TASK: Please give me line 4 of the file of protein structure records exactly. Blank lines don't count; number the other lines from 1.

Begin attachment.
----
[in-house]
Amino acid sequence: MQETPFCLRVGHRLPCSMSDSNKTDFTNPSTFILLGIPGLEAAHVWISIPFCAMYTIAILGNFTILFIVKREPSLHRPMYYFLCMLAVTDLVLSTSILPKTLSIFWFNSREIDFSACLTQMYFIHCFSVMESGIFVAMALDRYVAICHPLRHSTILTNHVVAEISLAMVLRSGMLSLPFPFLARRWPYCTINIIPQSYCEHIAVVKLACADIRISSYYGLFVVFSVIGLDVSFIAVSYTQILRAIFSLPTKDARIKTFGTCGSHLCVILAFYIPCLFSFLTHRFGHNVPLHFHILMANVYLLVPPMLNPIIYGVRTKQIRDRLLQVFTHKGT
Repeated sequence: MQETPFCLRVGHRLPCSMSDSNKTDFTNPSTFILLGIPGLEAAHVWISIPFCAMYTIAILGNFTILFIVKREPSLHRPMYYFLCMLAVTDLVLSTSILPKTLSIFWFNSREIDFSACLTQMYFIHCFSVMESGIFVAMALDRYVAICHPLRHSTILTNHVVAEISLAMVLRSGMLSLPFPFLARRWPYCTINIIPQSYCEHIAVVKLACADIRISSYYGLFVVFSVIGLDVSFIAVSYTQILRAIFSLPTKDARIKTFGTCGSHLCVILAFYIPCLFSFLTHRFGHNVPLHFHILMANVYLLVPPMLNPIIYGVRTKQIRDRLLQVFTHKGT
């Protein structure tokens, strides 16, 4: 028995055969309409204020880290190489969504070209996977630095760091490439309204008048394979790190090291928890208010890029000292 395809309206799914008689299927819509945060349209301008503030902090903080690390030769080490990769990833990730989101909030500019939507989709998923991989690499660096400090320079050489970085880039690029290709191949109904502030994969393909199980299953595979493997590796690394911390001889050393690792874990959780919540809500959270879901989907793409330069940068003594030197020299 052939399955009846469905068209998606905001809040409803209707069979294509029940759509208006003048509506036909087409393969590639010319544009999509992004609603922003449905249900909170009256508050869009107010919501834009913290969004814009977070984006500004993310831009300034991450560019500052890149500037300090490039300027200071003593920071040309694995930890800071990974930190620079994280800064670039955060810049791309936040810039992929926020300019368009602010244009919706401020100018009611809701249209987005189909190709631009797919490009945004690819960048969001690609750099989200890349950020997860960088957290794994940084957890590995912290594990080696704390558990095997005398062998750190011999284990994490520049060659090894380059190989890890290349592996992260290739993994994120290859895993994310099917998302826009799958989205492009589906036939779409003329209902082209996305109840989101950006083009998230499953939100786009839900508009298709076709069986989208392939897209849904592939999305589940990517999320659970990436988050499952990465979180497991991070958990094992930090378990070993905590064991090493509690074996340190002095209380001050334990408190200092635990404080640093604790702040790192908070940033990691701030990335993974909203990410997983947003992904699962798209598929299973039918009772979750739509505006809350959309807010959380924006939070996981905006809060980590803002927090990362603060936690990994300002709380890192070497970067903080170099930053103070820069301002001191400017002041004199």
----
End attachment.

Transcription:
């Protein structure tokens, strides 16, 4: 028995055969309409204020880290190489969504070209996977630095760091490439309204008048394979790190090291928890208010890029000292 395809309206799914008689299927819509945060349209301008503030902090903080690390030769080490990769990833990730989101909030500019939507989709998923991989690499660096400090320079050489970085880039690029290709191949109904502030994969393909199980299953595979493997590796690394911390001889050393690792874990959780919540809500959270879901989907793409330069940068003594030197020299 052939399955009846469905068209998606905001809040409803209707069979294509029940759509208006003048509506036909087409393969590639010319544009999509992004609603922003449905249900909170009256508050869009107010919501834009913290969004814009977070984006500004993310831009300034991450560019500052890149500037300090490039300027200071003593920071040309694995930890800071990974930190620079994280800064670039955060810049791309936040810039992929926020300019368009602010244009919706401020100018009611809701249209987005189909190709631009797919490009945004690819960048969001690609750099989200890349950020997860960088957290794994940084957890590995912290594990080696704390558990095997005398062998750190011999284990994490520049060659090894380059190989890890290349592996992260290739993994994120290859895993994310099917998302826009799958989205492009589906036939779409003329209902082209996305109840989101950006083009998230499953939100786009839900508009298709076709069986989208392939897209849904592939999305589940990517999320659970990436988050499952990465979180497991991070958990094992930090378990070993905590064991090493509690074996340190002095209380001050334990408190200092635990404080640093604790702040790192908070940033990691701030990335993974909203990410997983947003992904699962798209598929299973039918009772979750739509505006809350959309807010959380924006939070996981905006809060980590803002927090990362603060936690990994300002709380890192070497970067903080170099930053103070820069301002001191400017002041004199």